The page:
When Apple’s new corporate HQ was proposed, a slight smirk had spread across my face. While some saw this as a design enhancing hippodrome of collaboration within nature–– I mean, Steve Jobs! Who wouldn’t want to work in this environment–– all I could muster was a slight shaking of my head the way a parent does when their child is trying something they think is new but they are not prepared for the consequences of its failure
The idea of a circular, donut shaped, building is not cutting edge and has its cons (literally).
Build yourself a Panopticon, get yourself a flute and they will follow you like the children of Hamelin. The word ‘penopticon is derived from the Greek word, ALL SEEING. But the story gets much more interesting. In 1785, Jeremy Bentham (founder of utilatarianism) traveled to Russia to visit his brother and stayed for a couple of years, sketching out the ideas of a panopticon, based upon his brother’s observations that applying constant observation to workers in prison, might bring those workers in line with the rules (better behavior). Returning to London, Bentham, along with his brother, began to apply their theories of a panopticon and put forth proposals for a new building design (donut shaped) as well as drafting out a complete penal code.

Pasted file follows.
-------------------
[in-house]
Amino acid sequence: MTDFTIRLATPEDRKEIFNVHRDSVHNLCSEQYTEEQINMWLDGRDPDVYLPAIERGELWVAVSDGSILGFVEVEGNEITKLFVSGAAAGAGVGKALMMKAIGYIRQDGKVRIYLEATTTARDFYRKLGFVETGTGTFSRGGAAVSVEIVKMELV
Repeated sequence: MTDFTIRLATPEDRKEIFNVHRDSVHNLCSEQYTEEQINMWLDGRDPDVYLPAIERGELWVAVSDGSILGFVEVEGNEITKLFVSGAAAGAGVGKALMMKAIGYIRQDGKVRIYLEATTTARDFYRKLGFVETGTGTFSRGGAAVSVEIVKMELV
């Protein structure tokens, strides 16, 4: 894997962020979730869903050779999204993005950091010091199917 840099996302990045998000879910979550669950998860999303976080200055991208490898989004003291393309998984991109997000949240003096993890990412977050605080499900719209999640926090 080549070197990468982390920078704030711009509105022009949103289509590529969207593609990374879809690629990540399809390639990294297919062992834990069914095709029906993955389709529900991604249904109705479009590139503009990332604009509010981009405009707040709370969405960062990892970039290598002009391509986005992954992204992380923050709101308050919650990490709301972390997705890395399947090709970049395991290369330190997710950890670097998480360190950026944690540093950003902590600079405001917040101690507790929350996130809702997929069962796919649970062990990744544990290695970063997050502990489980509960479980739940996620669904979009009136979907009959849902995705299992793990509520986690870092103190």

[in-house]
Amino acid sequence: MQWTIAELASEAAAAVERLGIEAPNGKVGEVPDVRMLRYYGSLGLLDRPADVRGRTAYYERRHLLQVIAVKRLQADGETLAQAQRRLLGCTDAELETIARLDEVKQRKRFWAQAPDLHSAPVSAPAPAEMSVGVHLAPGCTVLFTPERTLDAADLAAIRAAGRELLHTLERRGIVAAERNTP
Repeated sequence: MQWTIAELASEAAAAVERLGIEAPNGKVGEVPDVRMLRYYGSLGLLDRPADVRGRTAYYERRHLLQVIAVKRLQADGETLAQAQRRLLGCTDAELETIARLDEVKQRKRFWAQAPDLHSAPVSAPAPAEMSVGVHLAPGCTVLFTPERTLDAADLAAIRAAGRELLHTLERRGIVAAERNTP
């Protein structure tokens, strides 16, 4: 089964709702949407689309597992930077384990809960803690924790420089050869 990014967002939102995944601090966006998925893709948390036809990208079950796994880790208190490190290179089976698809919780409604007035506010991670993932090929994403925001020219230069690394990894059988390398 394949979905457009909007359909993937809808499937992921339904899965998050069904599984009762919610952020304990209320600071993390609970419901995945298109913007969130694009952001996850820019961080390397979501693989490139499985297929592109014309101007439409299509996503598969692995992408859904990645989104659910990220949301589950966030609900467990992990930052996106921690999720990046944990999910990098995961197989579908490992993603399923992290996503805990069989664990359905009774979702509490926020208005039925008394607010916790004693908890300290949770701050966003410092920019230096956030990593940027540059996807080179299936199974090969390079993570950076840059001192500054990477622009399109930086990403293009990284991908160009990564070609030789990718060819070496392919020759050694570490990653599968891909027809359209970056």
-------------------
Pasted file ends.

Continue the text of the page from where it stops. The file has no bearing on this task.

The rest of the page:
The fundamental design of a Panopticon is the idea of a circular building with a central tower offering very small windows with 360º views of each cell (office). This would have the affect of the prisoners not sure who might be watching them at any given time and therefore, would fall into line with the rules of the prison. Bentham also felt that his design could be applied to asylums, factories, hospitals, and schools.
Returning to the new Apple HQ design, since every office window can now be seen by every other window, workers will never be sure just who might be watching them.